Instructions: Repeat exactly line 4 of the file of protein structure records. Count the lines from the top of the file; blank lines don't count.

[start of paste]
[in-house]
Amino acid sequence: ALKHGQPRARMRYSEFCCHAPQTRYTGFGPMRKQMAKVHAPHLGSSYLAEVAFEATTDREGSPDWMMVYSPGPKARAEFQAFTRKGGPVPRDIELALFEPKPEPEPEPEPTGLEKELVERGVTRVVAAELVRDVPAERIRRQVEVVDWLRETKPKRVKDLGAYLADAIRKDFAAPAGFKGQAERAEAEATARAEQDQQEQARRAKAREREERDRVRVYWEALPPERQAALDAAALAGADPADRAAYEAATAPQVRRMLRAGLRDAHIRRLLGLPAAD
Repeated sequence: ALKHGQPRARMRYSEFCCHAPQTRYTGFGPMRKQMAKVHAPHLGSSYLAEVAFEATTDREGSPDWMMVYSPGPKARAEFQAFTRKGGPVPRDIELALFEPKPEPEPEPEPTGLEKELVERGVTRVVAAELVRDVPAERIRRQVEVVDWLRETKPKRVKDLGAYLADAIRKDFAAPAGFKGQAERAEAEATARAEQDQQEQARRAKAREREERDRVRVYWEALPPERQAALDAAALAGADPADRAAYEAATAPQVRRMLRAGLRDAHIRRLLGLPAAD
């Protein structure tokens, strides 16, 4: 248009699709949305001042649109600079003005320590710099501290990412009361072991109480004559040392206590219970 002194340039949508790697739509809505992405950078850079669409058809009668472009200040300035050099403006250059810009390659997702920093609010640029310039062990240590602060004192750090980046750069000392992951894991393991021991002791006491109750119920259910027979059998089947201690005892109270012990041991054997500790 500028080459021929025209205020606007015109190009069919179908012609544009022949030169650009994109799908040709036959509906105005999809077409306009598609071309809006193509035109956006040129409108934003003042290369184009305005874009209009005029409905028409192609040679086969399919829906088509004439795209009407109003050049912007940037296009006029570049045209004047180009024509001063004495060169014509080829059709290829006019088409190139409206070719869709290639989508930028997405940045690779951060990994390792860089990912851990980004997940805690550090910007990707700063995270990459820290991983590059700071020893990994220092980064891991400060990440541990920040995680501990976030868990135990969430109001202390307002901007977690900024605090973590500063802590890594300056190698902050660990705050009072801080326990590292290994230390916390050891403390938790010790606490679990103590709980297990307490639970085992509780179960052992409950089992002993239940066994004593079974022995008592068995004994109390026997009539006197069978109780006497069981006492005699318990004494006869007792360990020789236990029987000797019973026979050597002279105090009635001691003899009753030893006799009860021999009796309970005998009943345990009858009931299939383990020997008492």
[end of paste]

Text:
């Protein structure tokens, strides 16, 4: 248009699709949305001042649109600079003005320590710099501290990412009361072991109480004559040392206590219970 002194340039949508790697739509809505992405950078850079669409058809009668472009200040300035050099403006250059810009390659997702920093609010640029310039062990240590602060004192750090980046750069000392992951894991393991021991002791006491109750119920259910027979059998089947201690005892109270012990041991054997500790 500028080459021929025209205020606007015109190009069919179908012609544009022949030169650009994109799908040709036959509906105005999809077409306009598609071309809006193509035109956006040129409108934003003042290369184009305005874009209009005029409905028409192609040679086969399919829906088509004439795209009407109003050049912007940037296009006029570049045209004047180009024509001063004495060169014509080829059709290829006019088409190139409206070719869709290639989508930028997405940045690779951060990994390792860089990912851990980004997940805690550090910007990707700063995270990459820290991983590059700071020893990994220092980064891991400060990440541990920040995680501990976030868990135990969430109001202390307002901007977690900024605090973590500063802590890594300056190698902050660990705050009072801080326990590292290994230390916390050891403390938790010790606490679990103590709980297990307490639970085992509780179960052992409950089992002993239940066994004593079974022995008592068995004994109390026997009539006197069978109780006497069981006492005699318990004494006869007792360990020789236990029987000797019973026979050597002279105090009635001691003899009753030893006799009860021999009796309970005998009943345990009858009931299939383990020997008492």